According to the Centers for Disease Control and Prevention (CDC), nearly 78 million people over the age of 21 take cholesterol medication or are eligible for it. Yet little more than a third of people make the lifestyle changes necessary to improve cholesterol. This is significant because high cholesterol can lead to atherosclerosis, a hardening of the arteries that can cause a stroke or heart attack.
While some patients implement either cholesterol medication or lifestyle changes, both are important for disease prevention. Discover a few simple lifestyle changes from the American College of Cardiology and the American Heart Association that can be used in conjunction with cholesterol medication to help keep your heart healthy.
Clean Up Your Diet
When it comes to your diet, small changes can make a big impact on high cholesterol. Start by consuming less sweetened drinks, desserts and processed foods. Incremental changes like grabbing fast food once instead of two or three times a week can add up to help control high cholesterol. After you change a bad habit, work on one more.
Along with diet, exercise can be a powerful cholesterol treatment. Recent studies show that cardiovascular exercise like jogging and biking can raise healthy HDL cholesterol and lower bad LDL cholesterol. Additionally, light- to moderate-intensity resistance training like weight lifting and body weight exercises carry similar, heart-healthy benefits.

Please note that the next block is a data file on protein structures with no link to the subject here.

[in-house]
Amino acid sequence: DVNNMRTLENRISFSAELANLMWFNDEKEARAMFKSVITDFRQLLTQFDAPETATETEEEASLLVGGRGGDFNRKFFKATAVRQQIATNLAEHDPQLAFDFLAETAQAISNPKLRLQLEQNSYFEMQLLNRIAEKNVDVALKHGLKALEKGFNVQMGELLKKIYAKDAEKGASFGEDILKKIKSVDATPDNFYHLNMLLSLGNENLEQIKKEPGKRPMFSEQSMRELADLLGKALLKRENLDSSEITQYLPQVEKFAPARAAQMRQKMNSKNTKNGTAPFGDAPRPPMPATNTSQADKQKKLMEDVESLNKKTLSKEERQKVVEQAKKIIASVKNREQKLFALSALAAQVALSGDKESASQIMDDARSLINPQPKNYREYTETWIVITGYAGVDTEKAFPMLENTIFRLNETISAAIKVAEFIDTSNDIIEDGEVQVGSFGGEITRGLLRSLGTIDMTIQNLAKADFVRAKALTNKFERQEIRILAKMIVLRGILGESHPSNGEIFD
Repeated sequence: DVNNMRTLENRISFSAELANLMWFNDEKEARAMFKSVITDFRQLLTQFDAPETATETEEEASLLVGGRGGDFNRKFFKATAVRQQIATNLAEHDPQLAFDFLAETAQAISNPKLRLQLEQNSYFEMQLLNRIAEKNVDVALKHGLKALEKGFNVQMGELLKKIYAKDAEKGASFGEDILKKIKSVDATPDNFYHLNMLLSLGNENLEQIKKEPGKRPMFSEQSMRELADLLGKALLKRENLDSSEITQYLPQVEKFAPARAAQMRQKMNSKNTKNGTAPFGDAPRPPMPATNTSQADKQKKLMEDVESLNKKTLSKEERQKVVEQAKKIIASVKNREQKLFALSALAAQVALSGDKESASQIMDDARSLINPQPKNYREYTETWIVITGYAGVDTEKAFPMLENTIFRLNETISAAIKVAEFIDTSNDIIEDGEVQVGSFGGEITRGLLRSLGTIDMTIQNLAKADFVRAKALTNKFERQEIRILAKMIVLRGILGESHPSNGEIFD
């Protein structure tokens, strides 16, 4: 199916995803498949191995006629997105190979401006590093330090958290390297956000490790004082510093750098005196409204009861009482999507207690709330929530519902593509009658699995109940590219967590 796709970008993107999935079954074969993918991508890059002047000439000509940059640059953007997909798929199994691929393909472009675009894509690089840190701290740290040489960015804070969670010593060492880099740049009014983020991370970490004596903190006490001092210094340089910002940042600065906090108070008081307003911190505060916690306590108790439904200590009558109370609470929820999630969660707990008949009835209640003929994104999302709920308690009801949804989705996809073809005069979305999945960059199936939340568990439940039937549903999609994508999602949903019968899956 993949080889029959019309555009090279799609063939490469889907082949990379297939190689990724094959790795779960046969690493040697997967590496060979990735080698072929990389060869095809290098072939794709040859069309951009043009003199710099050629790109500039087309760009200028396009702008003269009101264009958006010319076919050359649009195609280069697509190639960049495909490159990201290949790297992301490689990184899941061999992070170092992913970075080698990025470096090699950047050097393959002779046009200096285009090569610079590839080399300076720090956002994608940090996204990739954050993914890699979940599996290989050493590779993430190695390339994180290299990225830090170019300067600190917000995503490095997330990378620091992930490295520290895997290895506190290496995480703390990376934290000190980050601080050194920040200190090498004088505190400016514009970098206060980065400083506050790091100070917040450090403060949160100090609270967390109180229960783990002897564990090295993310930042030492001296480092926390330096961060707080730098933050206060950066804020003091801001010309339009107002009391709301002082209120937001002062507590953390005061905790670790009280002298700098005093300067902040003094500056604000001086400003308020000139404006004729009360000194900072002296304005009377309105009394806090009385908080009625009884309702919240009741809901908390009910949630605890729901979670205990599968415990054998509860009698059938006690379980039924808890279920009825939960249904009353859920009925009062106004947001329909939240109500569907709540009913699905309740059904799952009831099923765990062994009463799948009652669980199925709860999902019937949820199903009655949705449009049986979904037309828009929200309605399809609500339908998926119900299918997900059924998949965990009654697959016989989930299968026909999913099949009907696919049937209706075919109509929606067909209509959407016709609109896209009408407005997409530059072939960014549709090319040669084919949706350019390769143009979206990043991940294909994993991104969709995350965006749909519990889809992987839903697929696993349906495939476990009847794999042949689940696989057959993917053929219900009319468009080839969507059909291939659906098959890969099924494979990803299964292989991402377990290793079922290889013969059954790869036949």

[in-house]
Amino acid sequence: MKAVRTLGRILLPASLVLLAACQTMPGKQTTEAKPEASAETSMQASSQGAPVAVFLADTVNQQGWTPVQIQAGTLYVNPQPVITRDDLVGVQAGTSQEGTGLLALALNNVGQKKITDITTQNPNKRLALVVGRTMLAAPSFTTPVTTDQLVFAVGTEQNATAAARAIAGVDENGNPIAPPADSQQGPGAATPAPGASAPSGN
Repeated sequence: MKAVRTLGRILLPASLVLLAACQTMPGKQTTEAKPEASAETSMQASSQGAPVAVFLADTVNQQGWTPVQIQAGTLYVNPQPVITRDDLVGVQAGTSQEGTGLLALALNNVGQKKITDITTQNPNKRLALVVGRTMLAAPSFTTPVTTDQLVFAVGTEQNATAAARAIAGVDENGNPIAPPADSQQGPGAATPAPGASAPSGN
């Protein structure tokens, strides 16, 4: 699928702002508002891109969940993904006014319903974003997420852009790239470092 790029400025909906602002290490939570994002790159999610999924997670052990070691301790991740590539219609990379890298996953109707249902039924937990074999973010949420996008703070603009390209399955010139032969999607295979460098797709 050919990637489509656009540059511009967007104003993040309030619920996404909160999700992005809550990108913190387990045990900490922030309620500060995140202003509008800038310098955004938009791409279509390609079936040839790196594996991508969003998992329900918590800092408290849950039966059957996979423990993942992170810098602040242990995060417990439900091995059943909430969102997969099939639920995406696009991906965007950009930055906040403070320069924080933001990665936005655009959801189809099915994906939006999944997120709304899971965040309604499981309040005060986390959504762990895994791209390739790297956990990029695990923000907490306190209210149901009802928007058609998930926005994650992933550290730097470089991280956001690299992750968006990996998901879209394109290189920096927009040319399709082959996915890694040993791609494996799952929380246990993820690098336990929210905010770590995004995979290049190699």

Keep Your Weight in Check
A ratio of height compared to weight, body mass index (BMI) has a direct link to heart health. In fact, a recent study of more than 2,000 people showed a correlation between high BMI and high levels of cholesterol. A healthy diet and proper exercise can help control your BMI and keep it in a healthy range of 18.5 to 24.9.
It can take up to a year or more to see the full benefits of using lifestyle changes, medication or both to control your cholesterol, so be patient. Lipid-lowering medications like statins aren’t a quick fix, but long-term cholesterol treatment can lead to disease prevention and reduced mortality in high-risk patients.
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